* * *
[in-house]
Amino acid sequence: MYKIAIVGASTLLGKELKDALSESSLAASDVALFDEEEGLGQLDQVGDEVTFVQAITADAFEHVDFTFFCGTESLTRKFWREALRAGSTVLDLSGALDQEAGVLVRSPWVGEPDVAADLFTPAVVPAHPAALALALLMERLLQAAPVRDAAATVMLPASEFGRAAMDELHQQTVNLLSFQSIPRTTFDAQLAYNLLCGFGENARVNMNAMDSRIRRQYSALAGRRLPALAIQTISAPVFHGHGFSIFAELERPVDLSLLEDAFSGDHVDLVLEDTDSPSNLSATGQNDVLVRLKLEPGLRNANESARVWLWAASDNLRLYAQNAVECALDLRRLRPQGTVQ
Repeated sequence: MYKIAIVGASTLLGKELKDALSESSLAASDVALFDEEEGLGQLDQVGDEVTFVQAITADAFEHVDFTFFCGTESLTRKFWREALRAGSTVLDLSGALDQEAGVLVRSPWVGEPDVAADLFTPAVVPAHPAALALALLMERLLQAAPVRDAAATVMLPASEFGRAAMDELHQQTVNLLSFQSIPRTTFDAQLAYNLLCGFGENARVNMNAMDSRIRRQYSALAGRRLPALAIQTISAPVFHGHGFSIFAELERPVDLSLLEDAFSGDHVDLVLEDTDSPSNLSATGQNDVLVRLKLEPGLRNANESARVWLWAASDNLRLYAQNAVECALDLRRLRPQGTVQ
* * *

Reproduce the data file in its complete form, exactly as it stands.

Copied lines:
[in-house]
Amino acid sequence: MYKIAIVGASTLLGKELKDALSESSLAASDVALFDEEEGLGQLDQVGDEVTFVQAITADAFEHVDFTFFCGTESLTRKFWREALRAGSTVLDLSGALDQEAGVLVRSPWVGEPDVAADLFTPAVVPAHPAALALALLMERLLQAAPVRDAAATVMLPASEFGRAAMDELHQQTVNLLSFQSIPRTTFDAQLAYNLLCGFGENARVNMNAMDSRIRRQYSALAGRRLPALAIQTISAPVFHGHGFSIFAELERPVDLSLLEDAFSGDHVDLVLEDTDSPSNLSATGQNDVLVRLKLEPGLRNANESARVWLWAASDNLRLYAQNAVECALDLRRLRPQGTVQ
Repeated sequence: MYKIAIVGASTLLGKELKDALSESSLAASDVALFDEEEGLGQLDQVGDEVTFVQAITADAFEHVDFTFFCGTESLTRKFWREALRAGSTVLDLSGALDQEAGVLVRSPWVGEPDVAADLFTPAVVPAHPAALALALLMERLLQAAPVRDAAATVMLPASEFGRAAMDELHQQTVNLLSFQSIPRTTFDAQLAYNLLCGFGENARVNMNAMDSRIRRQYSALAGRRLPALAIQTISAPVFHGHGFSIFAELERPVDLSLLEDAFSGDHVDLVLEDTDSPSNLSATGQNDVLVRLKLEPGLRNANESARVWLWAASDNLRLYAQNAVECALDLRRLRPQGTVQ